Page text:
For some, decking the halls also means hanging the mistletoe. And finding fresh mistletoe can be as simple as looking upward.
"It's a weed, basically," said Alyson Jennings, a sales associate with Southern Floral Designers in Martinez. "It grows in trees and is always there. We just don't see it until the leaves fall."
Green patches of mistletoe can be found growing in trees all around the area.
How does it get there?
Birds feed on the berries found on mistletoe and then excrete them to new host trees, according to the University System of Georgia Cooperative Extension Service. When the seeds germinate, the plant grows through the bark of the host tree and into the vascular system of the tree, where it obtains water and minerals.
Where exactly does the tradition of kissing under the mistletoe originate?
The Web site theholidayspot.com explains that mistletoe has long held a prominent place in European folklore, believed to bestow life and fertility and to act as protection against poison. It also is said to be an aphrodisiac.
The same Web site notes that in folklore, a girl who finds herself standing under a ball of mistletoe simply cannot refuse to be kissed, for a kiss "could mean deep romance or lasting friendship and goodwill."
Another story, which hails the medicinal power of mistletoe, ends with a proclamation that no harm will befall those who accept a kiss -- a token of love -- under the mistletoe.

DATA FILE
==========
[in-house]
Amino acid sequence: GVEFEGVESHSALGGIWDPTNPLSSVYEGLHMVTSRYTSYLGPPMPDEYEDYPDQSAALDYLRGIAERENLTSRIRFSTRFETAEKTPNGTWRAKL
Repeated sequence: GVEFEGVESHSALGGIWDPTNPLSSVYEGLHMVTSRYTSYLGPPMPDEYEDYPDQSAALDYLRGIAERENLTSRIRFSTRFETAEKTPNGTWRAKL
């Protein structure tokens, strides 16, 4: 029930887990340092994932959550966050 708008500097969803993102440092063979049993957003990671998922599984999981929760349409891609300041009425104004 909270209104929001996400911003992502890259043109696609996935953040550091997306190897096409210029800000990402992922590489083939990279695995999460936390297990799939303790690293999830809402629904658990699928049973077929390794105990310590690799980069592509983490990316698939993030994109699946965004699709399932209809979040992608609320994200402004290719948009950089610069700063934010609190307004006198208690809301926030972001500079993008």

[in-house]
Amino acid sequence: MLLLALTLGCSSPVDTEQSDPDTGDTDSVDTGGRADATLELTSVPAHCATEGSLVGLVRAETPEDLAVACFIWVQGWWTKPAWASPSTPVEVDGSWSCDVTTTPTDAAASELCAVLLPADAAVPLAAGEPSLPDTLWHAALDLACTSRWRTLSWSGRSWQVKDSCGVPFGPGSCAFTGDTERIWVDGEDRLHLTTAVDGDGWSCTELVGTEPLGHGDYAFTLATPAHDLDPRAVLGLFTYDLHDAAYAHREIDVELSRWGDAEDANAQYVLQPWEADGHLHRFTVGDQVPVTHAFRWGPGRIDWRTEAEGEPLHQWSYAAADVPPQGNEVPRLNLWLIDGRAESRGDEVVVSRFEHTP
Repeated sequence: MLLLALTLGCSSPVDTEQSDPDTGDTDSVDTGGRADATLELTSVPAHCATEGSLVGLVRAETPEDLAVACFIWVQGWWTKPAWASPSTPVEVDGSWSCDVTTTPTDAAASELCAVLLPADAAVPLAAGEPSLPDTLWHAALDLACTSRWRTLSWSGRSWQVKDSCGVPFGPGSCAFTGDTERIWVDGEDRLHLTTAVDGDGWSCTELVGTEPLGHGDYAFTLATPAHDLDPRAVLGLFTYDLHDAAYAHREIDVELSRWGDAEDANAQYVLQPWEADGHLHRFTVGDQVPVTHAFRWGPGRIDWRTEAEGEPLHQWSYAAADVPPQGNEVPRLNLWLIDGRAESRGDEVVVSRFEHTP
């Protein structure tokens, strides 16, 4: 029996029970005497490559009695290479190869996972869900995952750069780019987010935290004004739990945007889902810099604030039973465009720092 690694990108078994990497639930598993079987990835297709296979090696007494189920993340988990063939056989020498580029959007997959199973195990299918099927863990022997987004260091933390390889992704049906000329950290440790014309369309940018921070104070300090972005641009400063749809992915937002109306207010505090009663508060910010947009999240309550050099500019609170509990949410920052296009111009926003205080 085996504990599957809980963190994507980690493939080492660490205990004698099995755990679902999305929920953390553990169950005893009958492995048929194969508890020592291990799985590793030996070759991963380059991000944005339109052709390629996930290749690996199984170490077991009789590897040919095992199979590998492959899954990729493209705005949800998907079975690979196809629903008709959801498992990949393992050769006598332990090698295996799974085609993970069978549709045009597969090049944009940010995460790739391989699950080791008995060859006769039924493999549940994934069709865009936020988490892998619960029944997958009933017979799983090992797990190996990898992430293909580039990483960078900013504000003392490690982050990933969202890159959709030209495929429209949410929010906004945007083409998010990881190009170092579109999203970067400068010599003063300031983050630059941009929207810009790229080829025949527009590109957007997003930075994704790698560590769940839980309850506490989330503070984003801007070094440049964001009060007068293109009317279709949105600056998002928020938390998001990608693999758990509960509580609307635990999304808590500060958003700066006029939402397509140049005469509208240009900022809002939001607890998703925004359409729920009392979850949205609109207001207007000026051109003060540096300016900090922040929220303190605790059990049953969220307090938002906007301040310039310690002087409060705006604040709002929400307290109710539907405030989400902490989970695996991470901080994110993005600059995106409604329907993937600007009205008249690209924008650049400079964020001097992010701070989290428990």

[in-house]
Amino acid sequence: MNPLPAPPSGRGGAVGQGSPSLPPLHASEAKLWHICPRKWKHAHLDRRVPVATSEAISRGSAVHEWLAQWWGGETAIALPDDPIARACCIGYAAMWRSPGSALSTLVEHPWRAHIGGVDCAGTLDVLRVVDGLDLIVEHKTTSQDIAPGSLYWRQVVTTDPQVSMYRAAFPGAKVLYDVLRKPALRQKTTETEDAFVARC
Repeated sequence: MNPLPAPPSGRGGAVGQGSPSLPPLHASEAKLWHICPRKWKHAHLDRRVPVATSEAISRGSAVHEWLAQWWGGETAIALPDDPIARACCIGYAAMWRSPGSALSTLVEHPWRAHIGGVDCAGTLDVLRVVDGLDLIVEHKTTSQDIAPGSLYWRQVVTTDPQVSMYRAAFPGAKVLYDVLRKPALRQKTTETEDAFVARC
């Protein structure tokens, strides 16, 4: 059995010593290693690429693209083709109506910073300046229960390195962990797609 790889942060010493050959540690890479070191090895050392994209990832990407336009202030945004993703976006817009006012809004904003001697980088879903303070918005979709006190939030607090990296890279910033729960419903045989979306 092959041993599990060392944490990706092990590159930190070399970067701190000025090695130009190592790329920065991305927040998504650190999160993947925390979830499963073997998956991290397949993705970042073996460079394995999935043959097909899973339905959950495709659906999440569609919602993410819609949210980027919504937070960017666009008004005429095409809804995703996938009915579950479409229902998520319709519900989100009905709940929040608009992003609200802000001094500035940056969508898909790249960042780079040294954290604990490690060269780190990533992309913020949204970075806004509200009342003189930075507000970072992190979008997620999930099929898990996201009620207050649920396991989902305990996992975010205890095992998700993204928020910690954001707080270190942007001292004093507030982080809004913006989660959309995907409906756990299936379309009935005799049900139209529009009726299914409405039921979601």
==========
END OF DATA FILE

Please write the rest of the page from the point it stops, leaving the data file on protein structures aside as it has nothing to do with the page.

Over the years, that story has translated into a Christian way of thinking and accepting the mistletoe as "the emblem of love which conquers death. Its medicinal properties, whether real or imaginary, make it a symbol of the Tree of Life, the leaves of which are for the healing of the nations, thus paralleling it to the virgin birth of Christ."
Although long steeped in holiday traditions, mistletoe can present its own set of problems for the host tree, and can even cause tree damage.
A Cooperative Extension Service publication on mistletoe notes that it grows slowly at first, which means that it might be years before seeds are produced.
"Healthy trees are able to tolerate small mistletoe infestations, but individual branches may be compromised and susceptible to wind or cold injuries," according to the publication. "Heavy infestations may reduce the overall plant health or kill a tree, especially if the tree is already stressed from environmental factors."
Jennings said she knows no one who grows or propagates mistletoe.
"You can't really keep it alive," she said. "It's an epiphyte; it grows off of other things."
The Columbia County News-Times ©2013. All Rights Reserved.